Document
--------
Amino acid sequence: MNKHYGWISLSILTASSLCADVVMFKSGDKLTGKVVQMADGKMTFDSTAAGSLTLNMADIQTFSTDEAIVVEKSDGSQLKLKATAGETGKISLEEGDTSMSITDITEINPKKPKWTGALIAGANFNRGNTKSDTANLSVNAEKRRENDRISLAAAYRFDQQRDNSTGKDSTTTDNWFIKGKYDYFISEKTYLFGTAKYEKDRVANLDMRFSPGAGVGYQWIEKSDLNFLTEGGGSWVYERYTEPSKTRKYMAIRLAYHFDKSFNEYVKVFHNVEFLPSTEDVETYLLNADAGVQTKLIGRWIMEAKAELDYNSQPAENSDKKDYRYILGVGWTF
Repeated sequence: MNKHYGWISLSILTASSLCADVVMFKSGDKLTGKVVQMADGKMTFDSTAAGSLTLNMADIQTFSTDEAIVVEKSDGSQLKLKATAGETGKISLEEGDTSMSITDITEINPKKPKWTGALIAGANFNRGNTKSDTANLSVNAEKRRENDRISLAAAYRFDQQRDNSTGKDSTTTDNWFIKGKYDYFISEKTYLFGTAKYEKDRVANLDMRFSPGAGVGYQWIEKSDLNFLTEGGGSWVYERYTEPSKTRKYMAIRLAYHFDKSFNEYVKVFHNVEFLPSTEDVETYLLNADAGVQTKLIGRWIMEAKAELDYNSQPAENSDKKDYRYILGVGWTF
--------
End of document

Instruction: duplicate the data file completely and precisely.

Amino acid sequence: MNKHYGWISLSILTASSLCADVVMFKSGDKLTGKVVQMADGKMTFDSTAAGSLTLNMADIQTFSTDEAIVVEKSDGSQLKLKATAGETGKISLEEGDTSMSITDITEINPKKPKWTGALIAGANFNRGNTKSDTANLSVNAEKRRENDRISLAAAYRFDQQRDNSTGKDSTTTDNWFIKGKYDYFISEKTYLFGTAKYEKDRVANLDMRFSPGAGVGYQWIEKSDLNFLTEGGGSWVYERYTEPSKTRKYMAIRLAYHFDKSFNEYVKVFHNVEFLPSTEDVETYLLNADAGVQTKLIGRWIMEAKAELDYNSQPAENSDKKDYRYILGVGWTF
Repeated sequence: MNKHYGWISLSILTASSLCADVVMFKSGDKLTGKVVQMADGKMTFDSTAAGSLTLNMADIQTFSTDEAIVVEKSDGSQLKLKATAGETGKISLEEGDTSMSITDITEINPKKPKWTGALIAGANFNRGNTKSDTANLSVNAEKRRENDRISLAAAYRFDQQRDNSTGKDSTTTDNWFIKGKYDYFISEKTYLFGTAKYEKDRVANLDMRFSPGAGVGYQWIEKSDLNFLTEGGGSWVYERYTEPSKTRKYMAIRLAYHFDKSFNEYVKVFHNVEFLPSTEDVETYLLNADAGVQTKLIGRWIMEAKAELDYNSQPAENSDKKDYRYILGVGWTF